Four environmental groups – the Center for Biological Diversity, the National Parks Conservation Association, the San Gorgonio chapter of the Sierra Club and the San Bernardino Valley Audubon Society – filed a suit in San Bernardino County Superior Court, naming both the county of  San Bernardino and the Santa Margarita Water District. That suit asserts the county should not have allowed the environmental review of the project to be carried out by the Mission Viejo-based Santa Margarita Water District. The suit challenges the county for allowing Santa Margarita to commandeer lead agency status and calls into question as well the water district’s approval of the environmental impact report.
The Colorado River branch of the Archaeological Heritage Association filed suit in federal court against Secretary of the Interior Ken Salazar and San Bernardino County, further naming the Santa Margarita Water District, project proponent Cadiz, Inc. and a Cadiz, Inc. corporate offshoot, the FennerValley Mutual Water Company, as real parties in interest. That suit cited the failure of Salazar and the Department of the Interior to invoke the protocols and requirements of the Federal Land Policy and Management Act, the National Historic Preservation Act, as well as the National Environmental Protection Act, which the association maintains should have been done because part of the project will involve a 42-mile right-of-way for the aqueduct on federal land. The suit further alleges the county failed  to live up to its obligation to comply with federal law in reviewing the impact a permitted project might have on federal public resources in transferring the authority for environmental certification of the project to the Santa Margarita Water District.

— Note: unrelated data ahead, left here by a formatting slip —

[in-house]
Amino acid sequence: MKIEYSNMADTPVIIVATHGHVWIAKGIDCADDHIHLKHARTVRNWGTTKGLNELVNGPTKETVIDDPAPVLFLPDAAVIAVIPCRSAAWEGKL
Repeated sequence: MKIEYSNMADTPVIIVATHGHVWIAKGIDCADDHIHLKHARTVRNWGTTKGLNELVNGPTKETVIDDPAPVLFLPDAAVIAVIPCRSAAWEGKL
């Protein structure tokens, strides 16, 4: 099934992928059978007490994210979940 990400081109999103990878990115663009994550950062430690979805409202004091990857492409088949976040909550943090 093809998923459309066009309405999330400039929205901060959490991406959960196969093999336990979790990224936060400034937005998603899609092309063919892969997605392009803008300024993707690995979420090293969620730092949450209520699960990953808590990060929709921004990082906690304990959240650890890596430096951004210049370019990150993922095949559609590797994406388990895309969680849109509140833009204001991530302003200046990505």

A group of Orange County residents calling themselves Citizens and Ratepayers Opposing Water Nonsense have sued the Santa Margarita Water District over its approval of the environmental impact report and the water purchase agreement it entered into with Cadiz, Inc.
John Goss, a former assistant administrative officer with San Bernardino County who had worked for 18 months drafting the county’s desert groundwater management ordinance before it was adopted in 2002, said he was concerned that the memorandum of understanding between the county, Cadiz, Inc. and Santa Margarita Water District had been entered into before a groundwater management plan for the Cadiz project was adopted. He said this violated the terms of the 2002 ordinance.
On October 1, the board of supervisors will consider the proposed Groundwater Management, Monitoring, and Mitigation Plan for the project and determine whether it will accept the Santa Margarita Water District’s certification of the project’s Environmental Impact Report. The board of supervisors will also consider a finding that it has acted properly with regard to its responsibility under the  California Environmental Quality Act.
Documents to be considered by the board during the hearing are now available for public review at

Leave a Reply